A debut memoir that meticulously documents every aspect of growing up and working in a Flushing, Michigan, funeral parlor.
With both his father and his uncle working as funeral directors, it’s safe to say that Rossell was born into the trade. He was involved in the day-to-day workings of the parlor from an early age; he speaks of his father always on call and how the family would “rush through dinners so we could finish before the phone would ring and my father would have to leave the table.” On winter mornings, the author and his brother would clear the snow from the funeral parlor driveway. As Rossell grew older, he helped his father in his work and, in time, became a funeral director himself. The memoir opens with an examination of embalming, autopsies, and showing and restoring bodies. The author’s delivery is both laconic and frank: “A man died with his nose eaten away by cancer. There were just two holes where his nose had been, so I created a new nose for him.” This tone makes for an unflinchingly honest memoir that deals with such things as mortuary school, caskets, memorial services gone bad, lawsuits, thieves, and even seemingly paranormal happenings. What’s most striking is the funeral director’s proximity to everyday, small-town life. For instance, he reminisces about sitting in a bar with his brother and getting asked by a local man named Elwood about the difference between a regular funeral and a cremation. His brother’s wry response: “Elwood, about two thousand degrees.” However, the author is never glib about his profession. He uses humor at the right moments to make death bearable, but he always shows the utmost respect and support to those families that employ him. Rossell’s generosity and dedication make him a knowledgeable and likable narrator. This, in turn, transforms a potentially dark memoir into an approachable, enjoyable, and revealing read.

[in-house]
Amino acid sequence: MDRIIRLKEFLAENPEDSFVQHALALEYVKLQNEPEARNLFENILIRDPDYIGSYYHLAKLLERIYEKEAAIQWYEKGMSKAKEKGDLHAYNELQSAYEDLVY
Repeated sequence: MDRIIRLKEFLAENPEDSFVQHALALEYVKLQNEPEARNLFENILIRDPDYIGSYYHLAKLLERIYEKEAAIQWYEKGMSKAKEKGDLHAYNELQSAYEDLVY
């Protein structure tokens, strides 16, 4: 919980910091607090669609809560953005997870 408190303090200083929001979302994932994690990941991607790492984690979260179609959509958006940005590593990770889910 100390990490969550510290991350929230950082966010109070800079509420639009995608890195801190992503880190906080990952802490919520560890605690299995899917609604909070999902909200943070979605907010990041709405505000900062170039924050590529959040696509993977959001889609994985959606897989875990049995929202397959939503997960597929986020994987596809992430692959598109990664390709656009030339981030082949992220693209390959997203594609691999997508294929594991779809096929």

A candid, sensitive, and occasionally humorous account of life as a funeral director.